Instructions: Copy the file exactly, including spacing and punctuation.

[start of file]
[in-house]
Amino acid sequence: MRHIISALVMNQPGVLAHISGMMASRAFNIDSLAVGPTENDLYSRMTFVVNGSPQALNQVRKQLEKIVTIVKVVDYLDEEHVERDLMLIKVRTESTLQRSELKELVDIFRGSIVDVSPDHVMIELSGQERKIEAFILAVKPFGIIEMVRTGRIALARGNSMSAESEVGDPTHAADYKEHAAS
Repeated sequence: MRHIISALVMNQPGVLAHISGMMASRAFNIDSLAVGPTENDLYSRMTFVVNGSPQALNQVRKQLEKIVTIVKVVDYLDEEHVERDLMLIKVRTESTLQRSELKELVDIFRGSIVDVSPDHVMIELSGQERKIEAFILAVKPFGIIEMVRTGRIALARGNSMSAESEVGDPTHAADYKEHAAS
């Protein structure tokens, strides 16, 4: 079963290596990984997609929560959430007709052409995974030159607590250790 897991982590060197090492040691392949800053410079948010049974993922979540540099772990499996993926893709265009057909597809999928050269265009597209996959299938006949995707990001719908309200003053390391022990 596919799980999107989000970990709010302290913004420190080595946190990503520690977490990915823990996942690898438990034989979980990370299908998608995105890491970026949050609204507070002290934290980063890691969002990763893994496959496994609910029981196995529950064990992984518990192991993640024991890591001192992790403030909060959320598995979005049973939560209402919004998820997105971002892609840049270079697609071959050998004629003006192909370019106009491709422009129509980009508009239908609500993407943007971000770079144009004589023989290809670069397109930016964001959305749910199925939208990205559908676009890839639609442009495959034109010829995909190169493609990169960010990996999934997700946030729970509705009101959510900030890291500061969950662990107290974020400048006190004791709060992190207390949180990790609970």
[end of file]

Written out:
[in-house]
Amino acid sequence: MRHIISALVMNQPGVLAHISGMMASRAFNIDSLAVGPTENDLYSRMTFVVNGSPQALNQVRKQLEKIVTIVKVVDYLDEEHVERDLMLIKVRTESTLQRSELKELVDIFRGSIVDVSPDHVMIELSGQERKIEAFILAVKPFGIIEMVRTGRIALARGNSMSAESEVGDPTHAADYKEHAAS
Repeated sequence: MRHIISALVMNQPGVLAHISGMMASRAFNIDSLAVGPTENDLYSRMTFVVNGSPQALNQVRKQLEKIVTIVKVVDYLDEEHVERDLMLIKVRTESTLQRSELKELVDIFRGSIVDVSPDHVMIELSGQERKIEAFILAVKPFGIIEMVRTGRIALARGNSMSAESEVGDPTHAADYKEHAAS
């Protein structure tokens, strides 16, 4: 079963290596990984997609929560959430007709052409995974030159607590250790 897991982590060197090492040691392949800053410079948010049974993922979540540099772990499996993926893709265009057909597809999928050269265009597209996959299938006949995707990001719908309200003053390391022990 596919799980999107989000970990709010302290913004420190080595946190990503520690977490990915823990996942690898438990034989979980990370299908998608995105890491970026949050609204507070002290934290980063890691969002990763893994496959496994609910029981196995529950064990992984518990192991993640024991890591001192992790403030909060959320598995979005049973939560209402919004998820997105971002892609840049270079697609071959050998004629003006192909370019106009491709422009129509980009508009239908609500993407943007971000770079144009004589023989290809670069397109930016964001959305749910199925939208990205559908676009890839639609442009495959034109010829995909190169493609990169960010990996999934997700946030729970509705009101959510900030890291500061969950662990107290974020400048006190004791709060992190207390949180990790609970």